Obama’s war on coal will transform the way utilities provide electricity in the future

Today, Reuters is reporting on a study that estimated the impact of EPA regulations on coal plant closings.

Oct 8 (Reuters) – More U.S. coal-fired power plants could retire due to environmental regulations and weaker-than-expected electric demand, costing the industry up to $144 billion, economists at consultancy Brattle Group said.

In a new study, Brattle’s economists forecast 59,000 to 77,000 megawatts (MW) of coal plant capacity would likely retire over the next five years.

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That was about 25,000 MW more than the firm had estimated in 2010, Brattle said in a release. There is about 317,000 MW of coal-fired capacity now in the United States.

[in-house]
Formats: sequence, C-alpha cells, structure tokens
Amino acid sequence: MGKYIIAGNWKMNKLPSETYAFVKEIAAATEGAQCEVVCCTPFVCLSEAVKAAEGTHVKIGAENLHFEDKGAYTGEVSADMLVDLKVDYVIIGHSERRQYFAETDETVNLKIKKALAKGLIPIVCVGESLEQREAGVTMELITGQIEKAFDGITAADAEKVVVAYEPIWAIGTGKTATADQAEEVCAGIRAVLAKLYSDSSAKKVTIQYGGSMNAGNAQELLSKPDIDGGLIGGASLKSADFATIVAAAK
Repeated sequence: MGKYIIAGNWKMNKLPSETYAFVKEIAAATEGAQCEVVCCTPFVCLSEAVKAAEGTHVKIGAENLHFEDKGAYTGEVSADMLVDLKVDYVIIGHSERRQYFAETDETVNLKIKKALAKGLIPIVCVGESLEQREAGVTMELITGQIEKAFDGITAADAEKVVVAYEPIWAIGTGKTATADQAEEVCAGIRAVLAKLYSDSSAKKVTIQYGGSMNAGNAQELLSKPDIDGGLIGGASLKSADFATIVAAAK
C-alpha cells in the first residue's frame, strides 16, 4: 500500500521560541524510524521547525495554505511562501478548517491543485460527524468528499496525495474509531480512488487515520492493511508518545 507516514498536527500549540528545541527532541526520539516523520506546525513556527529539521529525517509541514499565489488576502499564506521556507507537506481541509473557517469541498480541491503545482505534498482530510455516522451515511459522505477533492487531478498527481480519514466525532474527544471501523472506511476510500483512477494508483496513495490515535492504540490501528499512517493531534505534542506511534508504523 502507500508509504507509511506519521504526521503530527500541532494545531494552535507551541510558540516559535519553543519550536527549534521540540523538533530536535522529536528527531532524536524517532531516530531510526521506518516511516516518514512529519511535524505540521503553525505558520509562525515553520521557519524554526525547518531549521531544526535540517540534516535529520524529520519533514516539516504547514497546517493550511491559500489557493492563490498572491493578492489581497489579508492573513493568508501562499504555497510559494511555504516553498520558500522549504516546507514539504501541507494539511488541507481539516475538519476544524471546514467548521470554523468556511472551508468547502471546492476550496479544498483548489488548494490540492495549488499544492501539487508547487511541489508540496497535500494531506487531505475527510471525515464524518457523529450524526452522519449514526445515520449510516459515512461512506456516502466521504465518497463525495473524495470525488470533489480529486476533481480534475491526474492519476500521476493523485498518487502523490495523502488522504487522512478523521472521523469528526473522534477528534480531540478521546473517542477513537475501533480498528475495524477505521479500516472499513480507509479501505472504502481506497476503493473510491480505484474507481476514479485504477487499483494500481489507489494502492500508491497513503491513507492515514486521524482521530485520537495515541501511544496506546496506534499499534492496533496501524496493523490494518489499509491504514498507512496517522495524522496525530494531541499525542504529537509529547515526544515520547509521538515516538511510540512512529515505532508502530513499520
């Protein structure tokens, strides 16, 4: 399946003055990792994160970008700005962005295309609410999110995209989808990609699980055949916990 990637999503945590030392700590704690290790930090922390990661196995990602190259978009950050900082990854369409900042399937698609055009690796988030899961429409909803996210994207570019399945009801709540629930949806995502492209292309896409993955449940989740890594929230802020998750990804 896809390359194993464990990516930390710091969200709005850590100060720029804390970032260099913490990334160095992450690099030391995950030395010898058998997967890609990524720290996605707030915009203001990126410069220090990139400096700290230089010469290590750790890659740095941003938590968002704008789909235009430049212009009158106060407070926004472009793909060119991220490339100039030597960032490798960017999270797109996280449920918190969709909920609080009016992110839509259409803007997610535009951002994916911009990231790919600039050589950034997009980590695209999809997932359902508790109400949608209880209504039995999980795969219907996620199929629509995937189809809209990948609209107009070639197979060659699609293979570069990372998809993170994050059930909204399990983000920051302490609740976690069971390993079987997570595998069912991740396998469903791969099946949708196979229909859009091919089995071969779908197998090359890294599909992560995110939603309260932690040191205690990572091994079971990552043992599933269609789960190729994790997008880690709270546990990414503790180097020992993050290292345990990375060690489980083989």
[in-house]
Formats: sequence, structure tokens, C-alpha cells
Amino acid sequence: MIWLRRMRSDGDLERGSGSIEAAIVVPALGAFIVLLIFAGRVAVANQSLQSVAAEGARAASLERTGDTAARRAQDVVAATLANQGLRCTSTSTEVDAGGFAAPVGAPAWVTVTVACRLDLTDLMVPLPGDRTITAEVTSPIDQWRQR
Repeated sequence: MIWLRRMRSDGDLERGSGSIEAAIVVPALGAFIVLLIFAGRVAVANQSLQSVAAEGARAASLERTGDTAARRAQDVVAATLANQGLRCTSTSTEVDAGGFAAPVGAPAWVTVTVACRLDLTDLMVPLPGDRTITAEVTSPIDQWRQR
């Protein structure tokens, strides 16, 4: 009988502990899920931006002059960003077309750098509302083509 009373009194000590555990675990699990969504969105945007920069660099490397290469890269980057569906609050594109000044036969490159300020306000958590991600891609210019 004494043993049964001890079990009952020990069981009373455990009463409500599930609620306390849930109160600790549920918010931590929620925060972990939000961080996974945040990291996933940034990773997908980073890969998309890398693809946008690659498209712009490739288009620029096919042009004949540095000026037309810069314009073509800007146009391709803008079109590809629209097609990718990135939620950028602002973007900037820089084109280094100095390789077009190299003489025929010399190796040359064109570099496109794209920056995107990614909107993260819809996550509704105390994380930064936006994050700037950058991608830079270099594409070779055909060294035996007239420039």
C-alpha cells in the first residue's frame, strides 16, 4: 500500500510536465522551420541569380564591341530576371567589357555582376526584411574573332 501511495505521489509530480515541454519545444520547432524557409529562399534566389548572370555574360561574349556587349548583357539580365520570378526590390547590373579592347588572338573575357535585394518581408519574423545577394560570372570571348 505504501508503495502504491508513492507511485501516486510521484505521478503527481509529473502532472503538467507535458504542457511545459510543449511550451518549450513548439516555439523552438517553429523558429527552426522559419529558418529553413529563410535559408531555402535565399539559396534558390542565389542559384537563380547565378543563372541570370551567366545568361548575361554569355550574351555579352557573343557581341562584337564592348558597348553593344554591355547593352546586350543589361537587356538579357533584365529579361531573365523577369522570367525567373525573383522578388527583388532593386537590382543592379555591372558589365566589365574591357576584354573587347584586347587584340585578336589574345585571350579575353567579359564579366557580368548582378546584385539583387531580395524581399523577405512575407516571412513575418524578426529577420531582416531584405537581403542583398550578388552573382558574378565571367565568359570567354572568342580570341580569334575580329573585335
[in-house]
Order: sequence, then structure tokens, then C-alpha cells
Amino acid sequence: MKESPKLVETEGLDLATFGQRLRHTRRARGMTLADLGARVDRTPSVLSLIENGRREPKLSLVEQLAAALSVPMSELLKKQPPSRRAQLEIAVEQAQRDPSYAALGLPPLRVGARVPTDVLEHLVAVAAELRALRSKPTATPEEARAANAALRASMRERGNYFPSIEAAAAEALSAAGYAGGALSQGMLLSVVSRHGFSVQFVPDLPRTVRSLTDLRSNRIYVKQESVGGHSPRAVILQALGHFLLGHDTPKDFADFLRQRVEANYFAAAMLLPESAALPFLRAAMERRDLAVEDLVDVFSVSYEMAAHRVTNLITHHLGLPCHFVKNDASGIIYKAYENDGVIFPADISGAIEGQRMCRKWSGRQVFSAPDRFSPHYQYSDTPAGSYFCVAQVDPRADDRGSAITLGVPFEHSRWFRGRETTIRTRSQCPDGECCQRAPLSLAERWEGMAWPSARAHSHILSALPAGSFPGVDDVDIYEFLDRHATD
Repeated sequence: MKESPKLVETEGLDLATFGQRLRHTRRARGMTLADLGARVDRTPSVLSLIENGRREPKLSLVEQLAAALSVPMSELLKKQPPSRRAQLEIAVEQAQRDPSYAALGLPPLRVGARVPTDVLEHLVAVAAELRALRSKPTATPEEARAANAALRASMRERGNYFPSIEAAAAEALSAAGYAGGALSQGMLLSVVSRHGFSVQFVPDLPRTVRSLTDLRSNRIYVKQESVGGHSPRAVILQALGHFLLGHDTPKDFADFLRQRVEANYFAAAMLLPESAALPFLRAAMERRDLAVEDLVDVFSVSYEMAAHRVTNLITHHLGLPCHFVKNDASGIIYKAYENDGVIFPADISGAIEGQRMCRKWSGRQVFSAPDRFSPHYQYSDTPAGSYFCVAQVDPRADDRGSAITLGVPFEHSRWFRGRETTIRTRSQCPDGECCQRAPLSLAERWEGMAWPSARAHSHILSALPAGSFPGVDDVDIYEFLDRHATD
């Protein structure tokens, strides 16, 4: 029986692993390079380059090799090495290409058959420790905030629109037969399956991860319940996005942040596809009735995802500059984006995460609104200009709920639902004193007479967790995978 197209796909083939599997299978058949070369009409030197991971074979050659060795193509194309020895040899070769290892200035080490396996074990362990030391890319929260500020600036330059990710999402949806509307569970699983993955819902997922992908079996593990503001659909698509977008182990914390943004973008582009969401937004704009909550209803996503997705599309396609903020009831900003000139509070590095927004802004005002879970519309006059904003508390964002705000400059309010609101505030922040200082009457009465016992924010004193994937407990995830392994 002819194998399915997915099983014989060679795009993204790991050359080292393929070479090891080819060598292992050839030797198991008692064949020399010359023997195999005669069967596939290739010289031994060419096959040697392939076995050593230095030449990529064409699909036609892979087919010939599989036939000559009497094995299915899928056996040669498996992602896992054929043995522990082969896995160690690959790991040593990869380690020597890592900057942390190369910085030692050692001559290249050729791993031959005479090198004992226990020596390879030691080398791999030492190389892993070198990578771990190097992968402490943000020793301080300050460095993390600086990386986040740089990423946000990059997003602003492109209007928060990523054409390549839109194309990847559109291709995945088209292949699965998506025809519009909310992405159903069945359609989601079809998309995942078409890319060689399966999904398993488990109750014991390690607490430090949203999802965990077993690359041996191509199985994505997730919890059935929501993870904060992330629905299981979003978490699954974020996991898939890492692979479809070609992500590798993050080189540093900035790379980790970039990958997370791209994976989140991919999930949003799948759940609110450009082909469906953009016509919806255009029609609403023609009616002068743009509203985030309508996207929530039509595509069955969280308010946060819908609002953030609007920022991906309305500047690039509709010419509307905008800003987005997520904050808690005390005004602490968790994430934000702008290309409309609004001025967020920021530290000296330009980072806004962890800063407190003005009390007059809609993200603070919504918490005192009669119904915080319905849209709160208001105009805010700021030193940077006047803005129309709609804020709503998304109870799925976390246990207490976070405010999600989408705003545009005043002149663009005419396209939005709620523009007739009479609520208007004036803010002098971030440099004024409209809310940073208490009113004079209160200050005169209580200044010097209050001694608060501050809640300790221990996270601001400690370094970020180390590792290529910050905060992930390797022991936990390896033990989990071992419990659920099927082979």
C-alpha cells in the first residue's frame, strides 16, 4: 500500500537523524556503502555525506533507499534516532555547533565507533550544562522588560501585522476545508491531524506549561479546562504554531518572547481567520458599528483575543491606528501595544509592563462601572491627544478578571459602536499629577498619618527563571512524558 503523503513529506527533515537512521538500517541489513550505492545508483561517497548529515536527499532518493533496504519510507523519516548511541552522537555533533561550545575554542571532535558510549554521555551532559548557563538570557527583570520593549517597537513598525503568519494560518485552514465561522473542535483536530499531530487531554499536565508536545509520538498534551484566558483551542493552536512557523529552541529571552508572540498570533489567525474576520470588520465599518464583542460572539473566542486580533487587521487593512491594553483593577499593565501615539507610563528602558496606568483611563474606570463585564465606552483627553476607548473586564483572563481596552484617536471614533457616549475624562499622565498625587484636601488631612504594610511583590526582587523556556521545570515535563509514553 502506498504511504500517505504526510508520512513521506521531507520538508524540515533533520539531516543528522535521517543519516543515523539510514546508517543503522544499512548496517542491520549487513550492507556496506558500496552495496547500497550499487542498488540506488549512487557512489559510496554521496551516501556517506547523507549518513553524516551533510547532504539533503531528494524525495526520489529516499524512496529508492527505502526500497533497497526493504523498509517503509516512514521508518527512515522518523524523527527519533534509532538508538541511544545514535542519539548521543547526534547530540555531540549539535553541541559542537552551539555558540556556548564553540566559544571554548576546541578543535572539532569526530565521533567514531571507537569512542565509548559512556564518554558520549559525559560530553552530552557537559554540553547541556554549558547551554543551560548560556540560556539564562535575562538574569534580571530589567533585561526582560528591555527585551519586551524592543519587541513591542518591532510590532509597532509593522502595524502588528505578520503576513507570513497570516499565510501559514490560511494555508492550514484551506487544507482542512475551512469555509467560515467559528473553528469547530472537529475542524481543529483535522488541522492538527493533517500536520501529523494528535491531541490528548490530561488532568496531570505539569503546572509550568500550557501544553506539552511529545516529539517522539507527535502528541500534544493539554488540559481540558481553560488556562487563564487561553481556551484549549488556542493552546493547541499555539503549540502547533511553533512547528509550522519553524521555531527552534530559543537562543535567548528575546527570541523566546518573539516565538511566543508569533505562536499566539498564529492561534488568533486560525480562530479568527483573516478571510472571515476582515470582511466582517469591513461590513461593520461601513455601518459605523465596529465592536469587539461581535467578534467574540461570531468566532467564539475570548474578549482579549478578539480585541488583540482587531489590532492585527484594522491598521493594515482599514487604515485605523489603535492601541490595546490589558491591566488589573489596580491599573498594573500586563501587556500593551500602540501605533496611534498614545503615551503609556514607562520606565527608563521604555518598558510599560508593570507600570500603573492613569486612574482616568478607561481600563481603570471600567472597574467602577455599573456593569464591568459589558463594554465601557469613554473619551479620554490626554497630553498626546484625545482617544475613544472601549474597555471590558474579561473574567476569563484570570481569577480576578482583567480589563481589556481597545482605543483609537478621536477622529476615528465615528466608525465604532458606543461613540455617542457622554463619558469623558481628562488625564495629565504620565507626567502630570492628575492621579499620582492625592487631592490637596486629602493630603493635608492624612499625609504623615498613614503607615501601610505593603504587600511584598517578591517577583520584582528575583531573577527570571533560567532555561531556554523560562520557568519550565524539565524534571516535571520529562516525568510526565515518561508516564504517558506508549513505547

The story also stated, “The economists estimated the power industry would have to invest $126 billion to $144 billion to retrofit and replace the coal capacity.

The cost for replacing coal will be paid for by “We the People,” making Obama’s promise to make electricity prices skyrocket come true.



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